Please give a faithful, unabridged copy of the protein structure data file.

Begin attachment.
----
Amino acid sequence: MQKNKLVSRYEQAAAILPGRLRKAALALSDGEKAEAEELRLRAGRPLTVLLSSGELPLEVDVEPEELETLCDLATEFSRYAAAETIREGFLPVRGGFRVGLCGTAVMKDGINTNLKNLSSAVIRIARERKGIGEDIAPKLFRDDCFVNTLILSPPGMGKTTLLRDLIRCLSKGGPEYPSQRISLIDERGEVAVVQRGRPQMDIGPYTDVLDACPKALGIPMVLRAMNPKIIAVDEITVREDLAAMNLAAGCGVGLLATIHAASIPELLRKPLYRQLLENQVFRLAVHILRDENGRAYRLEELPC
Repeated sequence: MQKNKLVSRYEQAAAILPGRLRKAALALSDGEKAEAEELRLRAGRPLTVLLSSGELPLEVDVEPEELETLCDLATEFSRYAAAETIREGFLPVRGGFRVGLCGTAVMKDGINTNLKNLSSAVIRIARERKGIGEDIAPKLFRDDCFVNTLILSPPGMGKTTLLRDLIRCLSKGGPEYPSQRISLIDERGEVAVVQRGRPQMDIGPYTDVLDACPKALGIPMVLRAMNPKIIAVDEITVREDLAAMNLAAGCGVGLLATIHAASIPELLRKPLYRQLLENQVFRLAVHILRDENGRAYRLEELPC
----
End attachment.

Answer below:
Amino acid sequence: MQKNKLVSRYEQAAAILPGRLRKAALALSDGEKAEAEELRLRAGRPLTVLLSSGELPLEVDVEPEELETLCDLATEFSRYAAAETIREGFLPVRGGFRVGLCGTAVMKDGINTNLKNLSSAVIRIARERKGIGEDIAPKLFRDDCFVNTLILSPPGMGKTTLLRDLIRCLSKGGPEYPSQRISLIDERGEVAVVQRGRPQMDIGPYTDVLDACPKALGIPMVLRAMNPKIIAVDEITVREDLAAMNLAAGCGVGLLATIHAASIPELLRKPLYRQLLENQVFRLAVHILRDENGRAYRLEELPC
Repeated sequence: MQKNKLVSRYEQAAAILPGRLRKAALALSDGEKAEAEELRLRAGRPLTVLLSSGELPLEVDVEPEELETLCDLATEFSRYAAAETIREGFLPVRGGFRVGLCGTAVMKDGINTNLKNLSSAVIRIARERKGIGEDIAPKLFRDDCFVNTLILSPPGMGKTTLLRDLIRCLSKGGPEYPSQRISLIDERGEVAVVQRGRPQMDIGPYTDVLDACPKALGIPMVLRAMNPKIIAVDEITVREDLAAMNLAAGCGVGLLATIHAASIPELLRKPLYRQLLENQVFRLAVHILRDENGRAYRLEELPC